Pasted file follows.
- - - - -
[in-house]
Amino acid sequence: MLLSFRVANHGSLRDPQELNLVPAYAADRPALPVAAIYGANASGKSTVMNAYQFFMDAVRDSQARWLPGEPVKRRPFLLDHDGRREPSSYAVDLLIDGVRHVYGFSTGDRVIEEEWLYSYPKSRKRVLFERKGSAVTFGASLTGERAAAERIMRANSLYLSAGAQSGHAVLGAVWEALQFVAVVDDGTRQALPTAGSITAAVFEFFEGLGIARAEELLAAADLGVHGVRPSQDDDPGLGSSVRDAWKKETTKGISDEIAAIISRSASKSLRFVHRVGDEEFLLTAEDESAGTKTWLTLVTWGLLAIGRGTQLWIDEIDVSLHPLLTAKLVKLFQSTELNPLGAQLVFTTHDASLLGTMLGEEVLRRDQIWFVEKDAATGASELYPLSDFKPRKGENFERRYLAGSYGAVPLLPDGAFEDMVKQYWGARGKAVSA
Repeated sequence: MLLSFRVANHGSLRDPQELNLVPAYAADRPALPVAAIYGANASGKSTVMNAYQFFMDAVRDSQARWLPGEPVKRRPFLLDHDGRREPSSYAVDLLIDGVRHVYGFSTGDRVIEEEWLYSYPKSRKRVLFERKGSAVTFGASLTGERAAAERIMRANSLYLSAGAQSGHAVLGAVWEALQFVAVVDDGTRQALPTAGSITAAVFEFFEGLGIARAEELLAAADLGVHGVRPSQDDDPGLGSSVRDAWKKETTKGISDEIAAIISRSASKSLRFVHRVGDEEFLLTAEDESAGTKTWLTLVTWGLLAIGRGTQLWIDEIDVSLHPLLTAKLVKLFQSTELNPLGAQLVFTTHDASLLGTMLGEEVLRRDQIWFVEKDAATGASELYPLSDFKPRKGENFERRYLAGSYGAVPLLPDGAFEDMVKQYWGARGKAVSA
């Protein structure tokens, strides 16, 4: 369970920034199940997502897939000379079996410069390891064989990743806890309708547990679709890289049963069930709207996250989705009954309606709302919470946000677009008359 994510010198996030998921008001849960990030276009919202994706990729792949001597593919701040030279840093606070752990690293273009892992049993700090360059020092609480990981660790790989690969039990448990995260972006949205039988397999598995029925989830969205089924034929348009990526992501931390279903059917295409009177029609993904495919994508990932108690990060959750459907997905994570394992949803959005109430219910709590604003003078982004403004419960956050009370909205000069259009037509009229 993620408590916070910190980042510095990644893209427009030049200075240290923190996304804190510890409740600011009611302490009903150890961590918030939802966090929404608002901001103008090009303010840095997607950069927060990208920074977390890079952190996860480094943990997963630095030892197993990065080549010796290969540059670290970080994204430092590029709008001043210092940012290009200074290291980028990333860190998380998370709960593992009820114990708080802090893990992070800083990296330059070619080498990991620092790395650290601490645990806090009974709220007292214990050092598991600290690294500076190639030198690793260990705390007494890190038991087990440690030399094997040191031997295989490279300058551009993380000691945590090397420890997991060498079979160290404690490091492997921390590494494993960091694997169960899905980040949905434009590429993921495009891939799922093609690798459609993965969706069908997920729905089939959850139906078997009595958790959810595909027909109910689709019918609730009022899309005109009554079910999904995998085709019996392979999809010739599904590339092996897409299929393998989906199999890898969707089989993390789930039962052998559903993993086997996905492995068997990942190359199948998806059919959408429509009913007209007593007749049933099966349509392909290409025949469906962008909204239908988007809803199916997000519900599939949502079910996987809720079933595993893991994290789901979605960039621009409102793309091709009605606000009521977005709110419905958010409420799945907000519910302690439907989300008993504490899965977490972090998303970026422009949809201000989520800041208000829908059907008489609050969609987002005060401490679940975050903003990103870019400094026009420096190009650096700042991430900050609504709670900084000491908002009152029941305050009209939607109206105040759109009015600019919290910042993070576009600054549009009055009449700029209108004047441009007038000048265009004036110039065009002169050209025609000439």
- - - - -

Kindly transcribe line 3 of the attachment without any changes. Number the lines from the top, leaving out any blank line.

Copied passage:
Repeated sequence: MLLSFRVANHGSLRDPQELNLVPAYAADRPALPVAAIYGANASGKSTVMNAYQFFMDAVRDSQARWLPGEPVKRRPFLLDHDGRREPSSYAVDLLIDGVRHVYGFSTGDRVIEEEWLYSYPKSRKRVLFERKGSAVTFGASLTGERAAAERIMRANSLYLSAGAQSGHAVLGAVWEALQFVAVVDDGTRQALPTAGSITAAVFEFFEGLGIARAEELLAAADLGVHGVRPSQDDDPGLGSSVRDAWKKETTKGISDEIAAIISRSASKSLRFVHRVGDEEFLLTAEDESAGTKTWLTLVTWGLLAIGRGTQLWIDEIDVSLHPLLTAKLVKLFQSTELNPLGAQLVFTTHDASLLGTMLGEEVLRRDQIWFVEKDAATGASELYPLSDFKPRKGENFERRYLAGSYGAVPLLPDGAFEDMVKQYWGARGKAVSA